Family-friendly events for Being Human Festival this weekend

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The University of Liverpool is hosting a series of free, fun, family-friendly events across the city this weekend (Saturday 12 and Sunday 13 November) for Being Human 2022 the UK’s only national festival of the humanities.

Children will have the chance to take part in Lego excavations, learn about Ancient Greek and Roman Gods through playdough and even perform their own plays at the Everyman Theatre during an action-packed weekend.

Break-fest, Liverpool World Museum

Across the weekend, between 11am and 2pm, ‘Break-fest’ will be hosted by the University’s Department of Archaeology, Classics and Egyptology at the Liverpool World Museum on William Brown Street. This fun, drop in-event will give children the chance to find out what being an Archaeologist is really like, exploring how the past is buried underneath our feet with Lego excavations from Dr Matthew Fitzjohn and Dr Georgia Petridou. 

In a workshop hosted by Professor Georgia Endfield and Dr Jacky Waldock, children will be able to design construct their own mini towns and houses as part of the ‘Stay at Home Stories’ project, allowing children to express their identities through building, art and discussion. There will also be the chance to make your own Liverpool landmarks inspired by the artwork of the Singh Twins, in an inspiring work shop led by Professor Deana Heath.

On both Saturday and Sunday, there we also be interactive talks and tours of the Treasure House Theatre at 11am and 12pm. At 11.30am and 12.30pm on Saturday 12 November there will be mosaic making workshops and at 11.30am and 12.30pm on Sunday 13 November there will be workshops to learn about how the Greeks made offerings to their Gods through play-dough.

The best designs from the workshops will win a Lego God!

‘Act Your Age!,’ Everyman Theatre

Moving from William Brown Street to Hope Street: on Saturday 12 November the landmark Everyman Theatre with ‘Act your Age!’ a drop-in, interactive, workshop for primary school-age children and their adults between 10.30am and 1pm.

Hosted by Dr Katie Knowles and Dr Esme Miskimmin at the Department of English, the energetic and exciting workshop will involve role-playing, dressing up and the opportunity to write and perform your own mini-plays. Through fun-hands-on activities children can learn about professional child actors throughout history, explore the boundaries between work and play, and discover theatres and performance in children’s books.

Cryptic Crypts - St Patrick’s Roman Catholic Church, Toxteth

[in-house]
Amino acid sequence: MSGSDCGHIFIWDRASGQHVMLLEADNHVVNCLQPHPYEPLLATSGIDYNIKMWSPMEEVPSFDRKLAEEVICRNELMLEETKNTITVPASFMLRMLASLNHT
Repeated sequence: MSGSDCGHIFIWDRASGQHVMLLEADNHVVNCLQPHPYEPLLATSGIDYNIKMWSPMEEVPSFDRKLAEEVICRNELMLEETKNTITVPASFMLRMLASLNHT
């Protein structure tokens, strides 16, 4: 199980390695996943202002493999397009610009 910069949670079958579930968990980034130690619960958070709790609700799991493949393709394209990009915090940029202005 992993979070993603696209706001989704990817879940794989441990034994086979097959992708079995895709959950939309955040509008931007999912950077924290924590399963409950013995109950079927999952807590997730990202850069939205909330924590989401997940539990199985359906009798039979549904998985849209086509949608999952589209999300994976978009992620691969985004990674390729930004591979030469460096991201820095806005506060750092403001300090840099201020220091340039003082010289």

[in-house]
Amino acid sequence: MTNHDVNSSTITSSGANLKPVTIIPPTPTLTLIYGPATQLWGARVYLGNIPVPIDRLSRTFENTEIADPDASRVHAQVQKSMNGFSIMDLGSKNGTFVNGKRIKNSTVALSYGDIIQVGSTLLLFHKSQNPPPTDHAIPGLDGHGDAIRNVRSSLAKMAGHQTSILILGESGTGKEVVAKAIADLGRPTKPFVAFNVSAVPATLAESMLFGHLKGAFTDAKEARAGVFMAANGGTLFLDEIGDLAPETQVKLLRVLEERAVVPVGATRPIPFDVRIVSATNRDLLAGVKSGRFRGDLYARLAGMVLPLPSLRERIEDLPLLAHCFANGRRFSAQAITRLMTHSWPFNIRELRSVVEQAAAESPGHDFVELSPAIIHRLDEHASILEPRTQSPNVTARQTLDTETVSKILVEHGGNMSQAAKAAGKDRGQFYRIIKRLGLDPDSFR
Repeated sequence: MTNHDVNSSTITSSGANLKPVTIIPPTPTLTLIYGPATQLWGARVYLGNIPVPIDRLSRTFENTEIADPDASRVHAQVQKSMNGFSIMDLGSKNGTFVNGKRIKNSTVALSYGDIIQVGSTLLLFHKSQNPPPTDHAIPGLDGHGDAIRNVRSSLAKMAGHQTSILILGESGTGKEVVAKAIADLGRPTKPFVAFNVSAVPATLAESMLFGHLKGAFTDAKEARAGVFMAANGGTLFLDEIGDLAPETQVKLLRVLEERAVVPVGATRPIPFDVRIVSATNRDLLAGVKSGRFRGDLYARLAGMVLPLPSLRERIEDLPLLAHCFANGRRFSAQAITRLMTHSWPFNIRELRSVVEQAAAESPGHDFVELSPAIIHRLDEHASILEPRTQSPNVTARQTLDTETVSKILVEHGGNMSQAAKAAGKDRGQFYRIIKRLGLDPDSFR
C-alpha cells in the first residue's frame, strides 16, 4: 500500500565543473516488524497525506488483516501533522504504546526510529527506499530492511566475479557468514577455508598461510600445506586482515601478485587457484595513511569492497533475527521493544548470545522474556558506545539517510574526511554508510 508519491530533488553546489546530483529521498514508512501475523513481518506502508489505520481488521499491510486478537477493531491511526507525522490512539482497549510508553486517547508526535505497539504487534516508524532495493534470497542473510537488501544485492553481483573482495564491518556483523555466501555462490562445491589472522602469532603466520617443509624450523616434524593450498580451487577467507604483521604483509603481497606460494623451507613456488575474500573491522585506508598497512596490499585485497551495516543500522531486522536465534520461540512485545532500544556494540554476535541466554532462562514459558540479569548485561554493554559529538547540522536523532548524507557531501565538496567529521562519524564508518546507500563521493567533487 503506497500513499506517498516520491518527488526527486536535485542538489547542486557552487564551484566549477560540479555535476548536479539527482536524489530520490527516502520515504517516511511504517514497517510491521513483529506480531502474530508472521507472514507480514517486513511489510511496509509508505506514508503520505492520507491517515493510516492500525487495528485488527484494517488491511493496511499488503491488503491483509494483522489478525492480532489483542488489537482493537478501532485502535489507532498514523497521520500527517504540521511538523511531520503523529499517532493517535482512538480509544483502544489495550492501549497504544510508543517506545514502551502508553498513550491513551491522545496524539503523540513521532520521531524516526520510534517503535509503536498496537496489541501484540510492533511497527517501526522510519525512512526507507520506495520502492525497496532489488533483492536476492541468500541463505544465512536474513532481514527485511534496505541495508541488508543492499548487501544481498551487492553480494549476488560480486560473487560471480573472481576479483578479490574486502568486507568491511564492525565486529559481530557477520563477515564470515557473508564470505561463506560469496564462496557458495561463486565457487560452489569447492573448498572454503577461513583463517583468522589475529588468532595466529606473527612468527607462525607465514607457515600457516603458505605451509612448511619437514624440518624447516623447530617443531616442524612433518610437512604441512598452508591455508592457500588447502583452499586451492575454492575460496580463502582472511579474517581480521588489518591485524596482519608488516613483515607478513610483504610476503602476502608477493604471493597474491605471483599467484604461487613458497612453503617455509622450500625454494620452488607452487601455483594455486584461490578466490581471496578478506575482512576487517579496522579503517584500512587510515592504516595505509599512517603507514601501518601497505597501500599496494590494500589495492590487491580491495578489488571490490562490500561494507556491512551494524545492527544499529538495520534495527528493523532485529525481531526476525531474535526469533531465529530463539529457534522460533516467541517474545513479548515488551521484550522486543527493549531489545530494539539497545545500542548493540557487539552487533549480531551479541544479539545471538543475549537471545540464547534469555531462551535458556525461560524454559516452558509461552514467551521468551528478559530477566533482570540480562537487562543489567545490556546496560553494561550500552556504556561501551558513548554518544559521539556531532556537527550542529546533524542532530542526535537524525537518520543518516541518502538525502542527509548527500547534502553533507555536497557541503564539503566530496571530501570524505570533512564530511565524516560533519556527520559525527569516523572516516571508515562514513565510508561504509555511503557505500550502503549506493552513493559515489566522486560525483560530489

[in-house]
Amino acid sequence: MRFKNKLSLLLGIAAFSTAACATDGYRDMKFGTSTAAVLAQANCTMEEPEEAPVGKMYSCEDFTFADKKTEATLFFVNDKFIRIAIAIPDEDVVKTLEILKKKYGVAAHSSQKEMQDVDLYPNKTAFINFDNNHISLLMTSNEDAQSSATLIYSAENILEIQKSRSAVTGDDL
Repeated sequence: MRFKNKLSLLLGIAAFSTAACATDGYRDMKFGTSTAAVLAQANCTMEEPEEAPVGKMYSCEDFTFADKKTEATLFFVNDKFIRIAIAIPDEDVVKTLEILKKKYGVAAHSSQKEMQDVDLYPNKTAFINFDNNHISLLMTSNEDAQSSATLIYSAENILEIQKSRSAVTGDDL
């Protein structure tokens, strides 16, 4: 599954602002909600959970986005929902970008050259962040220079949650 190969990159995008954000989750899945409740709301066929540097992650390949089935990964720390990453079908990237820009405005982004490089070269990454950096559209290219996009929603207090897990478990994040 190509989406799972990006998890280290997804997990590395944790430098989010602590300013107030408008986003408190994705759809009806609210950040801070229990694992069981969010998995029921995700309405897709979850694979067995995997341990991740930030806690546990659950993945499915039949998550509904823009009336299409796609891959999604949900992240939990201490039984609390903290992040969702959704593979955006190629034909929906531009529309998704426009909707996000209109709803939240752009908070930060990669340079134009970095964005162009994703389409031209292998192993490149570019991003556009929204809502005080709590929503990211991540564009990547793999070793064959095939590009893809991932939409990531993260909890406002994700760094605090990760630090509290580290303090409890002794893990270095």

The Being Human Festival will also take to Toxteth with a public tour of St Patrick’s Roman Catholic Church on Park Place between 1.30pm and 4pm on Saturday 12 November.

Here, you can explore the archaeological secrets of this landmark Liverpool church and how the Parish coped with high mortality rates and the resultant demands for burial during the 19th century. Archaeologist  Professor Harold Mytum will lead an insightful tour of the Church crypt and churchyard.

Breaking the Gravestone Code – St James’ Cemetery (next to the Anglican Cathedral)

Finally, on Sunday 13 November at 1.30pm Professor Mytum will host a tour of St James’ Cemetery (situated alongside Liverpool Cathedral) and an introduction to gravestone symbolism and recording. This is a great chance to learn about the importance of the cemetery and is based on research into commemorative practices in nineteenth-century Liverpool.

The Being Human festival takes place nationwide between Thursday 10 November and Saturday 19 November and is designed to showcase humanities research as vibrant, accessible and relevant to all. It demonstrates that research in the humanities is vital for the cultural, intellectual, political and social life of the UK and globally.

The Festival is led by the School of Advanced Study, University of London, with generous support from Research England, in partnership with the Arts and Humanities Research Council and the British Academy.

Dr Katie Knowles, Lecturer in English Literature at the University of Liverpool who is hosting an event at the Everyman said: “Reflecting on the past and the future in engaging ways is a valuable tool for exploring humanity and 'being human'.

“In a society were recent events have forced some to grow up too fast and others to long for happier times, theatre, drama and play can be good ways of negotiating our roles and responsibilities and realising there is always some fun to be had!”

You can find out more about all Being Human events hosted by the University here.

Find out more about events going on across the UK for Being Human here.